There is a well-known story concerning the life of Horav Yaakov David Willowsky, zl, who lived in Tzfas, after first being Rav in Slutzk, Poland. One year, on his father’s yahrtzeit, Rav Willowsky came to shul early, walked over to his shtender, lectern, stood there for a few moments and began to weep. While a parent’s yahrtzeit is an emotional time, his father had passed away over a half a century earlier at the age of eighty (which at that time was considered quite old). A close friend pointed this out to him, somewhat surprised by this public display of emotion.
The Ridbaz (as he was popularly known) explained with the following story. “When I was young, my father arranged for me to be availed the services of the finest private tutor. A solid Torah education was the most important thing to my parents. It was not cheap; in fact, at the rate of one ruble per month, it was quite expensive, especially given the fact that my parents were poor.
“My father earned a living by making brick furnaces. One winter, there was a shortage of bricks, thereby impeding my father’s ability to pay the tutor. After three months passed without payment, the tutor sent home a note: ‘Unless payment is received on Sunday, Yaakov David should not bother coming.’ My parents were, of course, devastated. My learning meant the world to them. When my father heard that a wealthy man sought a brick furnace for his soon-to-be-married son, and money was no object, my father jumped at the opportunity. Since he had no bricks, he sat down with my mother to discuss the options and, after some discussion, they decided to take apart our furnace and deliver it brick by brick to the wealthy man. My father received six rubles for his troubles – and I returned to the tutor, my learning uninterrupted!
“That winter was bitterly cold, and we all froze and shivered. This was their way of teaching me the importance of Torah learning and how much one must be willing to sacrifice for it.
“I can never forget that cold frigid winter. I can also never forget my parents’ boundless love for me and for Torah. They did everything, so that their precious child could grow up to be a talmid chacham, Torah scholar. Today, on my father’s yahrtzeit, I stopped for a moment to pause and reflect on their love. How can I not weep?”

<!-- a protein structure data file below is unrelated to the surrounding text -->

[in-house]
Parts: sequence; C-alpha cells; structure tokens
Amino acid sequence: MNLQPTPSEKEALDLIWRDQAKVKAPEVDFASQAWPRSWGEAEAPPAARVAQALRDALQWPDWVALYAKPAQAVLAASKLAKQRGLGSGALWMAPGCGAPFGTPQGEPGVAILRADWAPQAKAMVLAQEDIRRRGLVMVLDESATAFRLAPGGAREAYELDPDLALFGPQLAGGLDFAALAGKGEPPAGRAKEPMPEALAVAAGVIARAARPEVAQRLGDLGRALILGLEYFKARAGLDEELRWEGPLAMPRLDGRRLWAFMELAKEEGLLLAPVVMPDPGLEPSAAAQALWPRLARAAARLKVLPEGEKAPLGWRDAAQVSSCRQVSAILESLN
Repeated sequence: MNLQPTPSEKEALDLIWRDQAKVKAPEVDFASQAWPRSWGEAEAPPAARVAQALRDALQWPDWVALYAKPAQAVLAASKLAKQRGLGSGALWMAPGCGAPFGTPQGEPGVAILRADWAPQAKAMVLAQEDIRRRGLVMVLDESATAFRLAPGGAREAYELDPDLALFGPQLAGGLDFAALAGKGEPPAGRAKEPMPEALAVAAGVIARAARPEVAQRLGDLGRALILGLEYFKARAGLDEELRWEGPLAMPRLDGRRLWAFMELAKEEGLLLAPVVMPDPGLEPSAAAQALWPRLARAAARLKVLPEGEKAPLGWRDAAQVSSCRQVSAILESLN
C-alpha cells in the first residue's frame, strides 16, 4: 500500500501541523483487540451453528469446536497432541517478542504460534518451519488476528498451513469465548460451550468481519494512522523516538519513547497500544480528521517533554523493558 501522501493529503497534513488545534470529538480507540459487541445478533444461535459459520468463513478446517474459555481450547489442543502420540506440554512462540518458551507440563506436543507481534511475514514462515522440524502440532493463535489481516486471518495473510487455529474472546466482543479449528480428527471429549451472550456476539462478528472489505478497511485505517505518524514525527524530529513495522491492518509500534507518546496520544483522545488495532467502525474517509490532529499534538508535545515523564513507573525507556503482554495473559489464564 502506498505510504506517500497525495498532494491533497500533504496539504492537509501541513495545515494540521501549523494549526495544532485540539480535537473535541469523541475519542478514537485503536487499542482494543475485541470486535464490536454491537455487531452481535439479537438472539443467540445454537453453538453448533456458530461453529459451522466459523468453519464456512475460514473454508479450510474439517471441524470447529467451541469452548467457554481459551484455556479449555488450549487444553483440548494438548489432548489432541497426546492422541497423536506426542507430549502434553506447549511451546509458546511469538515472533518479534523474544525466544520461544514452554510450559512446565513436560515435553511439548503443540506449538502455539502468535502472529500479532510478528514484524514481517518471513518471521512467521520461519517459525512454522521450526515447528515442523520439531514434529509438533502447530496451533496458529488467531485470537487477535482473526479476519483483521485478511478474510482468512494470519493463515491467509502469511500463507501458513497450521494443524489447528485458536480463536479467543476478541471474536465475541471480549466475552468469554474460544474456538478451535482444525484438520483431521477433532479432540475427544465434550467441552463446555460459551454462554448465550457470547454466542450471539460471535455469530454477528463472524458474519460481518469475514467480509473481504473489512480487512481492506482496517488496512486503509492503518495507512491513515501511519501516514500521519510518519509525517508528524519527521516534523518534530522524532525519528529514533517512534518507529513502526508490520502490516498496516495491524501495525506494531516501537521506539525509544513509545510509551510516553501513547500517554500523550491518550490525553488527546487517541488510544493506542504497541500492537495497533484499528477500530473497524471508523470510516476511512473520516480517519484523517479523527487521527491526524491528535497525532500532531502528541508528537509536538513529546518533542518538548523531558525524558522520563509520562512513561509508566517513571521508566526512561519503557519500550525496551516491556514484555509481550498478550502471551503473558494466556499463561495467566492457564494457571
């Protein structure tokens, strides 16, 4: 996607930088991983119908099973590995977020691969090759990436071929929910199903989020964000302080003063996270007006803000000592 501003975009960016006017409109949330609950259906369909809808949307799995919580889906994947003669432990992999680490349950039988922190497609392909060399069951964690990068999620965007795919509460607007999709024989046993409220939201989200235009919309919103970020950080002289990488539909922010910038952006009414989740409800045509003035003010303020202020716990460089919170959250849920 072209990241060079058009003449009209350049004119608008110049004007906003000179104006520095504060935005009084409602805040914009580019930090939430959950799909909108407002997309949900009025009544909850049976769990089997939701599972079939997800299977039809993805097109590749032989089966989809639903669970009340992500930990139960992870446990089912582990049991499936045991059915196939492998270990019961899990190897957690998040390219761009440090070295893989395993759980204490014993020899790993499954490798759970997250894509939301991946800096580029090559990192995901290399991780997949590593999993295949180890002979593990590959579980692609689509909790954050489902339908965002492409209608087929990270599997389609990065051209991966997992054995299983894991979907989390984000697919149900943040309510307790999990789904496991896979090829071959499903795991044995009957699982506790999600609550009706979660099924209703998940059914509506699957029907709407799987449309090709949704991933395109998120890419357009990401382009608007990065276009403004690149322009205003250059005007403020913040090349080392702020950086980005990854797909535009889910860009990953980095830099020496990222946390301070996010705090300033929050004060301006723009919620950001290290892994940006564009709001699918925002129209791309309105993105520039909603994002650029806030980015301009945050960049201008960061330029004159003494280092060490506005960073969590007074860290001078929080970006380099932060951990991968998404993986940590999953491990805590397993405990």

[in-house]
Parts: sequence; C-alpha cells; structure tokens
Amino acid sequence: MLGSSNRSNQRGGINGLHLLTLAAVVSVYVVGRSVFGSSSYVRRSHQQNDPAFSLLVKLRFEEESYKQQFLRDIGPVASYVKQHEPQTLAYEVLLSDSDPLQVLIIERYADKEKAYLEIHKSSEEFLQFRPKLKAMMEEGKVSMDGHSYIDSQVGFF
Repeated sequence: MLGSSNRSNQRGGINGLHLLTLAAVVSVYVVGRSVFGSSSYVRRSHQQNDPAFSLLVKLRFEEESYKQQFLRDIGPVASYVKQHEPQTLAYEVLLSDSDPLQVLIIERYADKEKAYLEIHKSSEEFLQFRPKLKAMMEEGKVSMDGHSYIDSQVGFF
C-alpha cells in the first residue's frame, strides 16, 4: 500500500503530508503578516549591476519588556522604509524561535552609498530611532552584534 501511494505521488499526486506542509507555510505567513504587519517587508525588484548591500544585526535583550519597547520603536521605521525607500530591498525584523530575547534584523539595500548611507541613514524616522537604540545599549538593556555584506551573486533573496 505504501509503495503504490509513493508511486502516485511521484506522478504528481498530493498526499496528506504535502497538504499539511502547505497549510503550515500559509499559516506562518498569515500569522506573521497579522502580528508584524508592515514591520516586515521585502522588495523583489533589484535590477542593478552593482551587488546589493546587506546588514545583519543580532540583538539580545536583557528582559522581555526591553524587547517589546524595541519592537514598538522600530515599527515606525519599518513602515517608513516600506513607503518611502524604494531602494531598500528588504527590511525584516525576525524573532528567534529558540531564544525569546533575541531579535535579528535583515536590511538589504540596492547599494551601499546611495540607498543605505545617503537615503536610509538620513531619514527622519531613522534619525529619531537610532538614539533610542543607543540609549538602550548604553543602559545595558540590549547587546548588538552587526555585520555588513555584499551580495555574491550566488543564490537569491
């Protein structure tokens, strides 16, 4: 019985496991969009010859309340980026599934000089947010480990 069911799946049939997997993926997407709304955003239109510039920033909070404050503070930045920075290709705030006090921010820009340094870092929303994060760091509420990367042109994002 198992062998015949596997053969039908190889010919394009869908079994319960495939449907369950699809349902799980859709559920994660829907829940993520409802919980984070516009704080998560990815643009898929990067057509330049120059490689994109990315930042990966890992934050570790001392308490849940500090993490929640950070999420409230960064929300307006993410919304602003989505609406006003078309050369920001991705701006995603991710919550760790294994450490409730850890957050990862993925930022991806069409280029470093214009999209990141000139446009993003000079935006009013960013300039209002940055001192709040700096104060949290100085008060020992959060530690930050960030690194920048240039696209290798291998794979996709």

Children remember. So does a talmid, student.
Horav Yaakov Yitzchak Ruderman, zl, Rosh Yeshivah of Ner Israel, was a close talmid of the Alter of Slabodka, Horav Nosson Tzvi Finkel, zl. The rosh yeshivah took special interest in the young illui, who was tender in years, but brilliant in mind. He saw in him the future Torah leader that he would become. Rav Ruderman would often recall the extreme fatherly love exhibited to him as a young student by the venerable mussar and Torah personality, who was responsible for molding the lives of many of the of the twentieth century Torah giants. The following incident played over in Rav Ruderman’s mind as a testament to his revered rebbe’s love.
“I was explaining a chiddush, novel, innovative Talmudic interpretation, to the rosh yeshivah. He was peppering me with questions in an attempt to establish the integrity of my chiddush. I defended my position. (It was an elevated moment of rischa d’Oraisa, passion/heat of studying Torah.) In the midst of our exchange, Rav Leizer Yudel (Horav Eliezer Yehudah Finkel, zl, son of the Alter and future Mirrer Rosh Yeshivah) entered the bais medrash doorway. The Alter had not seen his son in seven years, yet he hardly looked at him, as we continued our spirited conversation. Once we concluded, the Alter greeted his son warmly and lovingly.
“I followed them out the door, as the Rebbetzin approached the Alter and asked, ‘Why did you ignore our Yudel?’
“‘I was in the midst of speaking in learning with Yaakov Yitzchak,’ he replied.
“‘But Leizer Yudel is your son!’ she protested.
“‘So, too, is Yaakov Yitzchak my son,’ he replied.
“He said this to the Rebbetzin, not far from my ears. I knew that he meant what he said. He was such a teacher, such a rebbe. With such a rebbe, could there have been any question with regard to accepting his authority?”